Horse owners are continually looking for ways to reduce feed costs without disturbing their horses' health, and a group of French equine nutritionists have some good news in this department: According to recent study results, lactating saddle horse mares on good quality pasture didn’t need to be fed grain to maintain their weight or their foals&...

  • Management's Impact on Osteochondral Lesion Development

    Do you bed your young horses down in stalls in the winter? How smooth and flat are your pastures? When you’re trying to raise good bones and joints, these questions are worth considering. Because, according to French researchers, how you manage your young stock can have a direct effect on how osteochondral lesions evolve—for better or for worse.

  • Supplement Reduces Gastric Ulcer Reoccurrence

    Owners who’ve had horses with gastric ulcers know firsthand how frustrating—and expensive—it is to manage animals with this often chronic condition. And with an estimated 75% of horses suffering from gastric ulcers, it’s no surprise that treatment and prevention of the condition—which is common enough to have its own acronym,...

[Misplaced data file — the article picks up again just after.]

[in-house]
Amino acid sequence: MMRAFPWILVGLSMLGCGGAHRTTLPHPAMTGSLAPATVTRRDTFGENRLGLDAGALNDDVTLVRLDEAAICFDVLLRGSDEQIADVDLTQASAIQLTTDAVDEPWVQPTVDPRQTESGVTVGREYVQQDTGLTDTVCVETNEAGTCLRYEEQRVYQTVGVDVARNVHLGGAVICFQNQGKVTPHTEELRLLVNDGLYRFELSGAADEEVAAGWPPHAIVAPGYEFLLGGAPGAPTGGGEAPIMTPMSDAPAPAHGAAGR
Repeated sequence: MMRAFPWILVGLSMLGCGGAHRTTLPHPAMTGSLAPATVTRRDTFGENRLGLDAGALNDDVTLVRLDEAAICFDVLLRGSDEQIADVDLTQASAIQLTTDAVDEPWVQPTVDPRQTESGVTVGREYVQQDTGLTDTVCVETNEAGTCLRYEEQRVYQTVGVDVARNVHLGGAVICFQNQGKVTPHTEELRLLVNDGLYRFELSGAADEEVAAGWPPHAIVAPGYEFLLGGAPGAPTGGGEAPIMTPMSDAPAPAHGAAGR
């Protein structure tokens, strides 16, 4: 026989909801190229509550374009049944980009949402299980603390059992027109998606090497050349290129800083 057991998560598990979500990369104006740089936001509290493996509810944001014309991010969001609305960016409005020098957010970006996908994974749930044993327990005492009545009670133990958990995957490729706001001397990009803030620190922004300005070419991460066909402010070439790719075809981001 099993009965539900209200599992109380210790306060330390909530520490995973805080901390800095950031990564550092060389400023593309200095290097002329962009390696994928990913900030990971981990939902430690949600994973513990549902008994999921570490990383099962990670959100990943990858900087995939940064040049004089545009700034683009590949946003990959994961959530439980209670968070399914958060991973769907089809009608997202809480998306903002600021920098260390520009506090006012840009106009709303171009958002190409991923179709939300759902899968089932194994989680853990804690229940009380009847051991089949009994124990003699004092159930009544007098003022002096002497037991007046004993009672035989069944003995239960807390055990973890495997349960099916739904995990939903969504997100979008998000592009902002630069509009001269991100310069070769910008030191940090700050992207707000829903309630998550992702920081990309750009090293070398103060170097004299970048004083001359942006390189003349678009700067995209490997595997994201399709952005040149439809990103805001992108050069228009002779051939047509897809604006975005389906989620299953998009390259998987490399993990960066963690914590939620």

• Headshaking Supplement Efficacy Tested

    Sure, many horse owners add feed supplements to their horses' diets to help maintain joints, hooves, and hair coats. But what about to stifle headshaking? Researchers at the University of Liverpool in England recently tested the efficacy of a feed supplement designed to alleviate this behavior in a trial involving 32 horses previously diagnosed with c...

  • Vitamin E Supplementation for Neurologic Disorders